On 8 Apr 2018, at 11:54am, Markos <mar...@c2o.pro.br> wrote: > CREATE TABLE foods( > id integer PRIMARY KEY, > type_id integer, > name text ); > > I can insert type_id without single quote: > > INSERT INTO foods (name, type_id) VALUES ('Rice', 16); > > And also with single quote: > > INSERT INTO foods (name, type_id) VALUES ('Bean', '17'); > > select * FROM foods; > > ... > 423 16 Rice > 424 17 Bean > > What are the consequences of inserting values in fields of datatype integer > with single quotes?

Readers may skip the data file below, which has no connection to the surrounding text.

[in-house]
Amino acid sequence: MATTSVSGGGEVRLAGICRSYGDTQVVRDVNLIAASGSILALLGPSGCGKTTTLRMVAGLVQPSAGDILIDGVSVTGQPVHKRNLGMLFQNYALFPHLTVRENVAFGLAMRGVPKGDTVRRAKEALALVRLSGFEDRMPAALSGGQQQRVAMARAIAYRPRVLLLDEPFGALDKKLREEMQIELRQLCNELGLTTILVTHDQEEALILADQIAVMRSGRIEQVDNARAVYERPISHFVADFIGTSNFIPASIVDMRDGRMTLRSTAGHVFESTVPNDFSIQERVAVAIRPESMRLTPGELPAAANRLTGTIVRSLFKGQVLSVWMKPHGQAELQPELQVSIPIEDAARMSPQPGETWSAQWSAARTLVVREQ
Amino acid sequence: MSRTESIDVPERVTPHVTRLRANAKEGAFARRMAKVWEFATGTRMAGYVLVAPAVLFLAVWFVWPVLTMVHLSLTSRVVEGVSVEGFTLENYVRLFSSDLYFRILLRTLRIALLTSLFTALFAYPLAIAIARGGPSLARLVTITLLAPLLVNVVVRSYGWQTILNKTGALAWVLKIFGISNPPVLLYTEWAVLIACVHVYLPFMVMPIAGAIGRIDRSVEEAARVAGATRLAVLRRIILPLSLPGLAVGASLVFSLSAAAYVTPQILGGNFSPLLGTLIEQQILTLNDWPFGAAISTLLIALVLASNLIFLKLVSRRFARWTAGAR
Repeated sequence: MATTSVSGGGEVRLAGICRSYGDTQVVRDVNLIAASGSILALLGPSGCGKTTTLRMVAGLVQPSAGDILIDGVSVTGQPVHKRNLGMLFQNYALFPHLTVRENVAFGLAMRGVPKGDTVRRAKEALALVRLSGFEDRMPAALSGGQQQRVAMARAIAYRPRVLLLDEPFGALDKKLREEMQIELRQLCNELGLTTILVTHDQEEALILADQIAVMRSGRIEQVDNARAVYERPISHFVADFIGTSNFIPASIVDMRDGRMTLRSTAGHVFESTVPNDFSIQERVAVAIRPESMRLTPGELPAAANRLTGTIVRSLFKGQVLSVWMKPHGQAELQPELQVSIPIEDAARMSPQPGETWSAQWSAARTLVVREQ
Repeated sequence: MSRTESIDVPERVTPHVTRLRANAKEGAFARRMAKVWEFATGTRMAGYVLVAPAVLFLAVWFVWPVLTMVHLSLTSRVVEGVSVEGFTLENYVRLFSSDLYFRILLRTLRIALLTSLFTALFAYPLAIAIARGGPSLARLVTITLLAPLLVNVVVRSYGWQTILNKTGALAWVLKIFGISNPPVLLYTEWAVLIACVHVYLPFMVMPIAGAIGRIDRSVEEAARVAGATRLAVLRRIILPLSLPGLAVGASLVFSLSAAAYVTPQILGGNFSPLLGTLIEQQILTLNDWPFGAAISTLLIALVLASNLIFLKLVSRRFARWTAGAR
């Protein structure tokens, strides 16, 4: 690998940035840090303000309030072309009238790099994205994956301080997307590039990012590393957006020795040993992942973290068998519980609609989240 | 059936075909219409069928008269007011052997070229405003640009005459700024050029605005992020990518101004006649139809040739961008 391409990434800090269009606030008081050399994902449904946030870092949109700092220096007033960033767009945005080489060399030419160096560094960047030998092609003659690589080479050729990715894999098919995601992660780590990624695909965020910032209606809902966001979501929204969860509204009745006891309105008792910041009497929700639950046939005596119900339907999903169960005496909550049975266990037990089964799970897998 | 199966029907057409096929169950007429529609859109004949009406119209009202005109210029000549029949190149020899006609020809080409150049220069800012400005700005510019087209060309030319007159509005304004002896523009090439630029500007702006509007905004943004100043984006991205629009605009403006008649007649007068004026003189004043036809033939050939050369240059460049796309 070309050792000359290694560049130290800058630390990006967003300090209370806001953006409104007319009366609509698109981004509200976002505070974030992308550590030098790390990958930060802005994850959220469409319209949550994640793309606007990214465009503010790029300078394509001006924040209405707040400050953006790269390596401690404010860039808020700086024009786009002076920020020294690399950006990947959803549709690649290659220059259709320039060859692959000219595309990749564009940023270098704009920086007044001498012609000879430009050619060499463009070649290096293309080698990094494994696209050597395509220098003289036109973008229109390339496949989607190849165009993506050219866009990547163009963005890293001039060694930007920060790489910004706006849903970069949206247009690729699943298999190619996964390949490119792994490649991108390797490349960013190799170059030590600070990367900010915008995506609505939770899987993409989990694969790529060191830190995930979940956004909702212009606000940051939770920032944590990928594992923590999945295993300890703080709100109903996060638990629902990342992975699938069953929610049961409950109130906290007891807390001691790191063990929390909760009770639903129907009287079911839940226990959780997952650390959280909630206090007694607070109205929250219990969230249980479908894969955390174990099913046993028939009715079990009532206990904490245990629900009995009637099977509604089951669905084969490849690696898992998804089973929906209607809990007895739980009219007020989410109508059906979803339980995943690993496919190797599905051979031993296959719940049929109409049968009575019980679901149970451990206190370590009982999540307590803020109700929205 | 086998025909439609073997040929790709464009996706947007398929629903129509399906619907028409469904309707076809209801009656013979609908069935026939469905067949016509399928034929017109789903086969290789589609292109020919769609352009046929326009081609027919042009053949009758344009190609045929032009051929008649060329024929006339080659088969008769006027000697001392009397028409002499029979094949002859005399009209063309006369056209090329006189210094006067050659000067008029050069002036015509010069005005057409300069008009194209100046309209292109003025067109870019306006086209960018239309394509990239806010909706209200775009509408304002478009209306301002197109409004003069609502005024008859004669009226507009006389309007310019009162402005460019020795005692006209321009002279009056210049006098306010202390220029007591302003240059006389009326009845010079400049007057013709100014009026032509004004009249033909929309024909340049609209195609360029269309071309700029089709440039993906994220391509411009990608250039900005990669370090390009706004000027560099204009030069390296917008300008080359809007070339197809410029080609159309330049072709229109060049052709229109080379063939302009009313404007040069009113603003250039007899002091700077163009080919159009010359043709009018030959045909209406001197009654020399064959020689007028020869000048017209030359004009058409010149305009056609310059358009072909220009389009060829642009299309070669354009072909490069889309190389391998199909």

Well done for testing what happens rather than just assuming things worked the way you thought. When you created the table you specified the affinity of each column. If you define a column as INTEGER but supply a string, SQLite checks to see whether that string represents an integer. If it does, then it stores the integer, effectively doing the translation for you. The actual value stored is integer, and there is no trace that it was originally specified as a string. A similar thing happens when you specify that a column has affinity of REAL. In both cases, SQLite considers that the CREATE command knows better than whatever specifies the value, and does the conversion. However for the number to be stored the conversion has to be reversible. If SQLite reverses the conversion and doesn't get the original string back it stores the string instead. You can test to see what SQLite did using SELECT id, type_id, typeof(type_id), name FROM foods See section 3 (more usefully, the entire page) of <https://www.sqlite.org/datatype3.html> Simon. _______________________________________________ sqlite-users mailing list email@example.com http://mailinglists.sqlite.org/cgi-bin/mailman/listinfo/sqlite-users